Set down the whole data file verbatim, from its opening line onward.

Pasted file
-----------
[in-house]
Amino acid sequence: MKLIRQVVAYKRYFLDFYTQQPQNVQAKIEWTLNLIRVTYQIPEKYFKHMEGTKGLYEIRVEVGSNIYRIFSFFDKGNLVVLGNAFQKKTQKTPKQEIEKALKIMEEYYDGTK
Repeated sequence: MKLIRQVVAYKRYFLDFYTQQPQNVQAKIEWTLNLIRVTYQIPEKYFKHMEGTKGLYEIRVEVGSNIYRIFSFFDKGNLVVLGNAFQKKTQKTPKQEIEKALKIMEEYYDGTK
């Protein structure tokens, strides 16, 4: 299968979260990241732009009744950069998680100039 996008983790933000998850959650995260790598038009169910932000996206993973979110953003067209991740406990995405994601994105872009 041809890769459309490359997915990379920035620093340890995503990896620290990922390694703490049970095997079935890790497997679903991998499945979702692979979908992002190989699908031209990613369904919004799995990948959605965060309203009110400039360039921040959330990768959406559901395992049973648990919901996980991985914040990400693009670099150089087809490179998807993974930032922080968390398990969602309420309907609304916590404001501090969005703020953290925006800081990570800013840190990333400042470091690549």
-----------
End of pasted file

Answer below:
[in-house]
Amino acid sequence: MKLIRQVVAYKRYFLDFYTQQPQNVQAKIEWTLNLIRVTYQIPEKYFKHMEGTKGLYEIRVEVGSNIYRIFSFFDKGNLVVLGNAFQKKTQKTPKQEIEKALKIMEEYYDGTK
Repeated sequence: MKLIRQVVAYKRYFLDFYTQQPQNVQAKIEWTLNLIRVTYQIPEKYFKHMEGTKGLYEIRVEVGSNIYRIFSFFDKGNLVVLGNAFQKKTQKTPKQEIEKALKIMEEYYDGTK
């Protein structure tokens, strides 16, 4: 299968979260990241732009009744950069998680100039 996008983790933000998850959650995260790598038009169910932000996206993973979110953003067209991740406990995405994601994105872009 041809890769459309490359997915990379920035620093340890995503990896620290990922390694703490049970095997079935890790497997679903991998499945979702692979979908992002190989699908031209990613369904919004799995990948959605965060309203009110400039360039921040959330990768959406559901395992049973648990919901996980991985914040990400693009670099150089087809490179998807993974930032922080968390398990969602309420309907609304916590404001501090969005703020953290925006800081990570800013840190990333400042470091690549």